Category Archives: China Business

Something To Remember When You Return to Work Tomorrow: Safety

Note: I tried to post this last night, but I couldn’t because of technical glitches. After today’s earthquake the recommendations seem all that more important.

J.

I was really surprised this week when I received the latest issue of EuroBiz, the magazine of the European Union Chamber of Commerce in China, and read Bill Dodson’s column on workplace safety. I knew that workplace accidents happen in China, but not like this:

” Operators sometimes have to reach deep inside the machines, which should automatically stop when material is trapped inside them and needs to be pulled out. “Operators – with the blessing of the Chinese owner – would take the male sensor on one side of the machine and simply push it into the female sensor on the other side of the machine, effectively short-circuiting the safeties,” he said. “I told them they can’t do that; the makers of the machine made the system that way for a reason – to protect the workers.” Another Western manager told me how a young Chinese technician at a local factory had chosen to change out a product in testing without allowing the test cycle to finish. She had bypassed the safety mechanisms in order to save time switching out products under test. Sharp pincers that normally hold the product in place mistook her finger for the next product to be tested and splayed the finger open. Blood, by the telling, sprayed onto her and her co-worker, who watched the whole episode without comment and acted only when it was too late. “

Read the rest of Dodson’s article to see how you can prevent this from happening in your factories.

Dodson does a great job laying out ways to prevent this from happening through educating factory workers. But his piece also got me thinking about educating office workers about safety. I know you’re probably thinking about that episode in the third season of The Office where the warehouse guys tease Michael and the office team because they have to take safety training to prevent things like paper cuts. But thing like eye strain can have dangerous and painful effects — as someone with a visual impairment I’ve felt the effects. I’ve also seen that many people don’t treat these type of things seriously.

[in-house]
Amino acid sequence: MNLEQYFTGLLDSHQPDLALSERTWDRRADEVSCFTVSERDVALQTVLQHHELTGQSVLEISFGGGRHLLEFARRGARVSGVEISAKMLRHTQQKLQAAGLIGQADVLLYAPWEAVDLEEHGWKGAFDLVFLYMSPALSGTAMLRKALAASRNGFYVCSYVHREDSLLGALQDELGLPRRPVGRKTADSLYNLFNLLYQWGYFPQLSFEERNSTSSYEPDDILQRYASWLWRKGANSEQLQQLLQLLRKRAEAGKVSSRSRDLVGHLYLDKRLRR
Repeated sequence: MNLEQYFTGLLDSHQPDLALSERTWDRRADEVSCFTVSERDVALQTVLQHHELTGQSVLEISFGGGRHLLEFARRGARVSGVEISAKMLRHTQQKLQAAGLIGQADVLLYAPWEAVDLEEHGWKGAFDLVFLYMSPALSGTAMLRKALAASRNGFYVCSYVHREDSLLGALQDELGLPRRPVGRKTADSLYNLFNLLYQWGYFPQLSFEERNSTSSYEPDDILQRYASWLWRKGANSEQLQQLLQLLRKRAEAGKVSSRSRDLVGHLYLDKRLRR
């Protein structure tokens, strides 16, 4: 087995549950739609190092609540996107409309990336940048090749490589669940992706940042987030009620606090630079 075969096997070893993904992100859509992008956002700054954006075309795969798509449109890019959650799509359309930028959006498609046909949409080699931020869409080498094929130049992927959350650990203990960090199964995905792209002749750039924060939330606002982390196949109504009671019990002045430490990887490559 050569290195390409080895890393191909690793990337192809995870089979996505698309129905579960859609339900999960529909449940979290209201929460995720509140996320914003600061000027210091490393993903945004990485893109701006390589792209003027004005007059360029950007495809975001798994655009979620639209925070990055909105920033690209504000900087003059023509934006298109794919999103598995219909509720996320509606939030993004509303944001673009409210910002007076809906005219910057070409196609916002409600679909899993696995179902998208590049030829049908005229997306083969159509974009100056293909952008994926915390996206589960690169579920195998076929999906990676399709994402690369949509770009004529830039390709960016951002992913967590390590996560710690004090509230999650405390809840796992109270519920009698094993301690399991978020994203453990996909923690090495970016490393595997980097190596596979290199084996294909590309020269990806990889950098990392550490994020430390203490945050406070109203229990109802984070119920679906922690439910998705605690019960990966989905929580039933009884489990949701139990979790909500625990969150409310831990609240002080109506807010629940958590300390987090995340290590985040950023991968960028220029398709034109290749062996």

Thankfully China Daily has some easy tips that can save you a lot of pain later. Another tip that I like to follow is taking an Internet- and computer-free weekend and doing some offline activities. I just did that this weekend and I feel great and totally refreshed for Monday.

Hope you do too.

J.

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China Visa Update

This week I attended an AmCham seminar on the new regulations for Chinese visas. I thought I’d share my notes with everyone so that you can all be informed about the new rules:

  • There are no changes to the Z (work) visa procedure. These visas are converted into work and residency permits inside China upon entrance into the country.
  • Currently people need to apply in their home countries for Chinese visas and cannot apply in Hong Kong (other third countries are currently okay at the moment including Macao). Only those with either HK work permits or HK ID can apply for visas in Hong Kong.
  • Visa processing takes longer so you need to be prepared and apply in advance.
  • For L (tourist) visas, you are required to have a copy of a hotel reservation a photocopy of a round-trip plan ticket.
  • For F (business) visas, you are required to apply at the consulate/embassy in your country of residence. The consulates/embassies are only issuing 30-day single or double-entry visas. The following are the required documents: original letter from the Chinese government ministry; Chinese hotel reservation; photocopy of return plane tickets.
  • F visas can be extended inside China only. If extended in Beijing they can only be extended to July 1st 2008. If extended in Shanghai, they can be extended for the standard 30 to 60 days and count as single entry (and supposedly beyond July 1st). Extensions take five working days and must be applied for in person.
  • For the letter from the Chinese government ministry (usually the local foreign affairs office), this must be applied for by a locally registered company such as a WOFE or domestic Chinese company in the city where the person applying for the F visa intends to visit. IE if the person intends to visit Shanghai, the letter must be applied for by a company in Shanghai.
  • Representative offices must apply through an agent such as FESCO to get the letter from the relevant ministry
  • Those people who are in China for longer than 90 days continually or more than 180 days in a calendar year should apply to be on a Z visa, which would be changed to a residency permit inside China.
  • F and L visas for senior managers can be changed to work and residence permits from inside China. Also all companies with capital over US$3 million can change F and L visas to work and residency permits for all employees. Representative offices also can’t apply directly for Z visas. They must apply for L or F visas and convert them to work and residency permits inside China.
  • These regulations will most like last after the Olympics. The government is really cracking down on F visa holders who are actually residents inside China as they are really residents here, and should therefore be on residency and work permits and be paying taxes.